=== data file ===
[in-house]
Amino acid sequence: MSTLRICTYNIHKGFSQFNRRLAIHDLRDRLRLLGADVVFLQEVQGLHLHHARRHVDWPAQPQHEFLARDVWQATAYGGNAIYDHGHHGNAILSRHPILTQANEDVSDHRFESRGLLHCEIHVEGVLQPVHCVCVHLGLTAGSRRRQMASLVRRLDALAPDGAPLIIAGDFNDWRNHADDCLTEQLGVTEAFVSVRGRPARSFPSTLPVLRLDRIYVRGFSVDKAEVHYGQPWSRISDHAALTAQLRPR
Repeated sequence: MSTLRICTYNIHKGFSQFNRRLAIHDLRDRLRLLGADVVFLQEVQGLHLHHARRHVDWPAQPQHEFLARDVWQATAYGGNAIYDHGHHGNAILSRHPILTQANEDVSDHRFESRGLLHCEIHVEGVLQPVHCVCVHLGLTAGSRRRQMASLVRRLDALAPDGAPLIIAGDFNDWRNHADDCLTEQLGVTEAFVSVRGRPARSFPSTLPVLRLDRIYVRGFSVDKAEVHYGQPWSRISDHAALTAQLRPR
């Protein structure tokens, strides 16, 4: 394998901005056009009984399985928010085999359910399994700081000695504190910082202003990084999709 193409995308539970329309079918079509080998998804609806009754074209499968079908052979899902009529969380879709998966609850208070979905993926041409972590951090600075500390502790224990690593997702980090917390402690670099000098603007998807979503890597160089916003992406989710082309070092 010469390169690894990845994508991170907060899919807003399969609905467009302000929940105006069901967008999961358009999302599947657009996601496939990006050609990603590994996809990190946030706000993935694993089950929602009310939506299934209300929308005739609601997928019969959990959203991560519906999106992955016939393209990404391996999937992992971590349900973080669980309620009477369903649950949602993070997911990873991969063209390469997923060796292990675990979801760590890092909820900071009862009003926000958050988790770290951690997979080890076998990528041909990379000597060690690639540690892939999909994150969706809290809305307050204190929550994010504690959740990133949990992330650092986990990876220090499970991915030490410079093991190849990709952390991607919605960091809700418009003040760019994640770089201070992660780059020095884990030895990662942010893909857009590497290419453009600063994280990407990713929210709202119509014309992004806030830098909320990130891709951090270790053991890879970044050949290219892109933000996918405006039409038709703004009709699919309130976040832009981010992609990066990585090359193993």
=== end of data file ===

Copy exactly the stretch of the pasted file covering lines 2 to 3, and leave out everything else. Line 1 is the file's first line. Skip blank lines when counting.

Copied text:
Amino acid sequence: MSTLRICTYNIHKGFSQFNRRLAIHDLRDRLRLLGADVVFLQEVQGLHLHHARRHVDWPAQPQHEFLARDVWQATAYGGNAIYDHGHHGNAILSRHPILTQANEDVSDHRFESRGLLHCEIHVEGVLQPVHCVCVHLGLTAGSRRRQMASLVRRLDALAPDGAPLIIAGDFNDWRNHADDCLTEQLGVTEAFVSVRGRPARSFPSTLPVLRLDRIYVRGFSVDKAEVHYGQPWSRISDHAALTAQLRPR
Repeated sequence: MSTLRICTYNIHKGFSQFNRRLAIHDLRDRLRLLGADVVFLQEVQGLHLHHARRHVDWPAQPQHEFLARDVWQATAYGGNAIYDHGHHGNAILSRHPILTQANEDVSDHRFESRGLLHCEIHVEGVLQPVHCVCVHLGLTAGSRRRQMASLVRRLDALAPDGAPLIIAGDFNDWRNHADDCLTEQLGVTEAFVSVRGRPARSFPSTLPVLRLDRIYVRGFSVDKAEVHYGQPWSRISDHAALTAQLRPR